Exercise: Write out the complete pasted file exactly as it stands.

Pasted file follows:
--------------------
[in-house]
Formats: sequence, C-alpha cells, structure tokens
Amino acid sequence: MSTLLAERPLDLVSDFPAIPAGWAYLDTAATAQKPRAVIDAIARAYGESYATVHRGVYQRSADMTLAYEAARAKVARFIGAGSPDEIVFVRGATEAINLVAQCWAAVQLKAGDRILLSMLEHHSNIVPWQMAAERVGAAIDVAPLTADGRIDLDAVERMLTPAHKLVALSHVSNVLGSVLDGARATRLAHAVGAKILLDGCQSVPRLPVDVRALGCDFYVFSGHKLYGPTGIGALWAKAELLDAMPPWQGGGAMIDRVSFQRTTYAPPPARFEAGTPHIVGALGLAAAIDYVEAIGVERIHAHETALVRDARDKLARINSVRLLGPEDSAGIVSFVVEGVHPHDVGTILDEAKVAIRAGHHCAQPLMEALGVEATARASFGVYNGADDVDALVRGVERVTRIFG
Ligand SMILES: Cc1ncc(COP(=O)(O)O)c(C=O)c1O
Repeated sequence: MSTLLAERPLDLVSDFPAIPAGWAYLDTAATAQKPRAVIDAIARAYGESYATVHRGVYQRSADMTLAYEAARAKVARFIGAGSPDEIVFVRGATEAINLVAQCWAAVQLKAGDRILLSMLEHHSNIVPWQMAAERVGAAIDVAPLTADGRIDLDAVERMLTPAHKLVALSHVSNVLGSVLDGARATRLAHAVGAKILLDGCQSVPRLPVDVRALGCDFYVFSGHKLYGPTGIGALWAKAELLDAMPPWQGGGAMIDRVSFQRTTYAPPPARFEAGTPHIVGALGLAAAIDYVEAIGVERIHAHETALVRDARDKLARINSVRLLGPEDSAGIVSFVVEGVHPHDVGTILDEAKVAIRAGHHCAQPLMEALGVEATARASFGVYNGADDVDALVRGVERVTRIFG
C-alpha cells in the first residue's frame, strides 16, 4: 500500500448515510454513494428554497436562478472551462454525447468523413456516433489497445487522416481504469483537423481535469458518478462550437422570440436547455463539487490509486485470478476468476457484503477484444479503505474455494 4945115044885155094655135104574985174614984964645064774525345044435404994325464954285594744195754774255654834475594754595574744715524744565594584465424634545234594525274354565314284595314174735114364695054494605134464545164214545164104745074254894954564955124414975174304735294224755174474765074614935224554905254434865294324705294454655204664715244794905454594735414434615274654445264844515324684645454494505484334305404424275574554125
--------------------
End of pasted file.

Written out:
[in-house]
Formats: sequence, C-alpha cells, structure tokens
Amino acid sequence: MSTLLAERPLDLVSDFPAIPAGWAYLDTAATAQKPRAVIDAIARAYGESYATVHRGVYQRSADMTLAYEAARAKVARFIGAGSPDEIVFVRGATEAINLVAQCWAAVQLKAGDRILLSMLEHHSNIVPWQMAAERVGAAIDVAPLTADGRIDLDAVERMLTPAHKLVALSHVSNVLGSVLDGARATRLAHAVGAKILLDGCQSVPRLPVDVRALGCDFYVFSGHKLYGPTGIGALWAKAELLDAMPPWQGGGAMIDRVSFQRTTYAPPPARFEAGTPHIVGALGLAAAIDYVEAIGVERIHAHETALVRDARDKLARINSVRLLGPEDSAGIVSFVVEGVHPHDVGTILDEAKVAIRAGHHCAQPLMEALGVEATARASFGVYNGADDVDALVRGVERVTRIFG
Ligand SMILES: Cc1ncc(COP(=O)(O)O)c(C=O)c1O
Repeated sequence: MSTLLAERPLDLVSDFPAIPAGWAYLDTAATAQKPRAVIDAIARAYGESYATVHRGVYQRSADMTLAYEAARAKVARFIGAGSPDEIVFVRGATEAINLVAQCWAAVQLKAGDRILLSMLEHHSNIVPWQMAAERVGAAIDVAPLTADGRIDLDAVERMLTPAHKLVALSHVSNVLGSVLDGARATRLAHAVGAKILLDGCQSVPRLPVDVRALGCDFYVFSGHKLYGPTGIGALWAKAELLDAMPPWQGGGAMIDRVSFQRTTYAPPPARFEAGTPHIVGALGLAAAIDYVEAIGVERIHAHETALVRDARDKLARINSVRLLGPEDSAGIVSFVVEGVHPHDVGTILDEAKVAIRAGHHCAQPLMEALGVEATARASFGVYNGADDVDALVRGVERVTRIFG
C-alpha cells in the first residue's frame, strides 16, 4: 500500500448515510454513494428554497436562478472551462454525447468523413456516433489497445487522416481504469483537423481535469458518478462550437422570440436547455463539487490509486485470478476468476457484503477484444479503505474455494 4945115044885155094655135104574985174614984964645064774525345044435404994325464954285594744195754774255654834475594754595574744715524744565594584465424634545234594525274354565314284595314174735114364695054494605134464545164214545164104745074254894954564955124414975174304735294224755174474765074614935224554905254434865294324705294454655204664715244794905454594735414434615274654445264844515324684645454494505484334305404424275574554125